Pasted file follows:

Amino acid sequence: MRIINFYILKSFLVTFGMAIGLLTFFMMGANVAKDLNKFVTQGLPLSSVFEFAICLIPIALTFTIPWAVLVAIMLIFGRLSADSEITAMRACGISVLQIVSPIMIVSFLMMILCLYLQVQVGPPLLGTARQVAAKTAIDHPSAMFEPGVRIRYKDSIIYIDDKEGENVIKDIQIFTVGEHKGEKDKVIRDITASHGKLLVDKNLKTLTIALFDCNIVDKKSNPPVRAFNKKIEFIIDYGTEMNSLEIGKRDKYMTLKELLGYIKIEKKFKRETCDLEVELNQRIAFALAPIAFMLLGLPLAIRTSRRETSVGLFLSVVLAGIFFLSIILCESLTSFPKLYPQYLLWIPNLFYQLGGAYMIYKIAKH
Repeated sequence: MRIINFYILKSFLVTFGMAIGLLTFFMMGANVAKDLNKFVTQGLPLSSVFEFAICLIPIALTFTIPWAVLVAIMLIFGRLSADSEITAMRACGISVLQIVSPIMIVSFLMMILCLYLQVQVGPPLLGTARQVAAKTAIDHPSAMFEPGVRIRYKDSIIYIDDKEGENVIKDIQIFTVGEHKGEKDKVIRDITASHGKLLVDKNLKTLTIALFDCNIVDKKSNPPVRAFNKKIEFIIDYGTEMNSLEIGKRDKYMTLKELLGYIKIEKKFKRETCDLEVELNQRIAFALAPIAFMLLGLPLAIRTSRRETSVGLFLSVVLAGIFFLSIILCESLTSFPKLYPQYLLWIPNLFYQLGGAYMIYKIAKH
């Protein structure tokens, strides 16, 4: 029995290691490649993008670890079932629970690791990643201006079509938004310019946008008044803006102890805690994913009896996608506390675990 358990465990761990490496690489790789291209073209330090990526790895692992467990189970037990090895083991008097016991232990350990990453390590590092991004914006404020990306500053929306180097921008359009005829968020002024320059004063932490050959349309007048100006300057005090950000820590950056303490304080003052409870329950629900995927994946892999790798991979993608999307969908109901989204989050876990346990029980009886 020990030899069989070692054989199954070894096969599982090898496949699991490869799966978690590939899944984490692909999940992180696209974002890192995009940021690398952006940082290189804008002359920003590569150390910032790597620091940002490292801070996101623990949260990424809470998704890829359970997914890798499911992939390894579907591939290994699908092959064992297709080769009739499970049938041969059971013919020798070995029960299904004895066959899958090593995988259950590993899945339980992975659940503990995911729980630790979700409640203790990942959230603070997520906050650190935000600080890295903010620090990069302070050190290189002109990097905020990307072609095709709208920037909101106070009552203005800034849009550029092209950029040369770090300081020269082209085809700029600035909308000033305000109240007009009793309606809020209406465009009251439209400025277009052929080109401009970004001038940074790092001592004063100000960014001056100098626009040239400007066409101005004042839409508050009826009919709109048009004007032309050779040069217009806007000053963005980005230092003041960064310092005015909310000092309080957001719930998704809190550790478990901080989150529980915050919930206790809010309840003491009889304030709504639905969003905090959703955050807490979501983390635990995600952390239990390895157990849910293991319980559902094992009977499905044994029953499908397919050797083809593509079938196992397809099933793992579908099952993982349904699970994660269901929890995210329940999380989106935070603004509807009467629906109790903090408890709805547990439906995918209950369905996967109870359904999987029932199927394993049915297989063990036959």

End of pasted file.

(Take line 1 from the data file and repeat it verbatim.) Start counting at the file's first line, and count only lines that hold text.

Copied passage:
Amino acid sequence: MRIINFYILKSFLVTFGMAIGLLTFFMMGANVAKDLNKFVTQGLPLSSVFEFAICLIPIALTFTIPWAVLVAIMLIFGRLSADSEITAMRACGISVLQIVSPIMIVSFLMMILCLYLQVQVGPPLLGTARQVAAKTAIDHPSAMFEPGVRIRYKDSIIYIDDKEGENVIKDIQIFTVGEHKGEKDKVIRDITASHGKLLVDKNLKTLTIALFDCNIVDKKSNPPVRAFNKKIEFIIDYGTEMNSLEIGKRDKYMTLKELLGYIKIEKKFKRETCDLEVELNQRIAFALAPIAFMLLGLPLAIRTSRRETSVGLFLSVVLAGIFFLSIILCESLTSFPKLYPQYLLWIPNLFYQLGGAYMIYKIAKH